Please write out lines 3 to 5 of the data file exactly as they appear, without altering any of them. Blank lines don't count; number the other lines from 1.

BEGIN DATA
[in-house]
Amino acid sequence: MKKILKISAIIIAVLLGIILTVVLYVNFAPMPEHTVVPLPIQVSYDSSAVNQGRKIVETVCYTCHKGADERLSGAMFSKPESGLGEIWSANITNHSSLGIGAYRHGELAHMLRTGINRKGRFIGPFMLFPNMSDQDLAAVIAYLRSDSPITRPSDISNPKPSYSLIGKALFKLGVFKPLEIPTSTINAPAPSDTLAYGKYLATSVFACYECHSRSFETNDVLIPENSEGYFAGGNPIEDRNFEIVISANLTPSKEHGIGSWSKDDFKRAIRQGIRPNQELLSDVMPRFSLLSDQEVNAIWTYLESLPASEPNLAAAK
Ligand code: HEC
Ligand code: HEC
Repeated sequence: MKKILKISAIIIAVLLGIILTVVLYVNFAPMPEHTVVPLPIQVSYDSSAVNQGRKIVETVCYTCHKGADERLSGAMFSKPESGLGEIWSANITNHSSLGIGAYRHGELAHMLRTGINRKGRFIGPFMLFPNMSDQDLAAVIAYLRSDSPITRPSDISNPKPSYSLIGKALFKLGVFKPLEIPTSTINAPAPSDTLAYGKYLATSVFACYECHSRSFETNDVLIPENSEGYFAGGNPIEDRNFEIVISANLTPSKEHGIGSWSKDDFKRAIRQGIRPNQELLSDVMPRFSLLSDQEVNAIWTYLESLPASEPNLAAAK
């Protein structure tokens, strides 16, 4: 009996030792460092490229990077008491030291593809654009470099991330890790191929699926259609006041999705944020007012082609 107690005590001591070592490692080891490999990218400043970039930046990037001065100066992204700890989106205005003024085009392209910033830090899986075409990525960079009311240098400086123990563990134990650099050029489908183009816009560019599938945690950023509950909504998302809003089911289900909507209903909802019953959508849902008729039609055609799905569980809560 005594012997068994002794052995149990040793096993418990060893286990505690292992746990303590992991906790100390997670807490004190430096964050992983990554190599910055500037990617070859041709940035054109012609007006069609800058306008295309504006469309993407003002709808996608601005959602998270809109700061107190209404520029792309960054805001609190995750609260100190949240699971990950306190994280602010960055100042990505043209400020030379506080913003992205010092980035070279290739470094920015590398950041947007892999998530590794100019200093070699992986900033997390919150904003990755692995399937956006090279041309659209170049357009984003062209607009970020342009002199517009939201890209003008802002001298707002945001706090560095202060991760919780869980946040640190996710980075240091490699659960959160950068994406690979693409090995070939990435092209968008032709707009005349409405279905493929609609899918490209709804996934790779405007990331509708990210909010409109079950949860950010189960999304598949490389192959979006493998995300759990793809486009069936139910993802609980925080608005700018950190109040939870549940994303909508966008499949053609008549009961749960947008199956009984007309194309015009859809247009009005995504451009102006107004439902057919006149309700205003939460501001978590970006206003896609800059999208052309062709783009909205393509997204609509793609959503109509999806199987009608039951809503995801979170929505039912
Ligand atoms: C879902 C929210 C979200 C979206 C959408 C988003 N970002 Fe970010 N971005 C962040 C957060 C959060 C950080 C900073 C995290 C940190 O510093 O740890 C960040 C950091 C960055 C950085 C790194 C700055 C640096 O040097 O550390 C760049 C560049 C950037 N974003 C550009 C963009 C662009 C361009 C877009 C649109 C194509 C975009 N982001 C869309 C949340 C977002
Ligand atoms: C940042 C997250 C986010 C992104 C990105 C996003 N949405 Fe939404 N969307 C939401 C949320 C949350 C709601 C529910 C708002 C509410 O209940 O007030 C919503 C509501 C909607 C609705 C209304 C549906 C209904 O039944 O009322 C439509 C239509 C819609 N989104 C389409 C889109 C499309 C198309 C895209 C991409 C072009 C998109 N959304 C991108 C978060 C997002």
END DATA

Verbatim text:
Ligand code: HEC
Ligand code: HEC
Repeated sequence: MKKILKISAIIIAVLLGIILTVVLYVNFAPMPEHTVVPLPIQVSYDSSAVNQGRKIVETVCYTCHKGADERLSGAMFSKPESGLGEIWSANITNHSSLGIGAYRHGELAHMLRTGINRKGRFIGPFMLFPNMSDQDLAAVIAYLRSDSPITRPSDISNPKPSYSLIGKALFKLGVFKPLEIPTSTINAPAPSDTLAYGKYLATSVFACYECHSRSFETNDVLIPENSEGYFAGGNPIEDRNFEIVISANLTPSKEHGIGSWSKDDFKRAIRQGIRPNQELLSDVMPRFSLLSDQEVNAIWTYLESLPASEPNLAAAK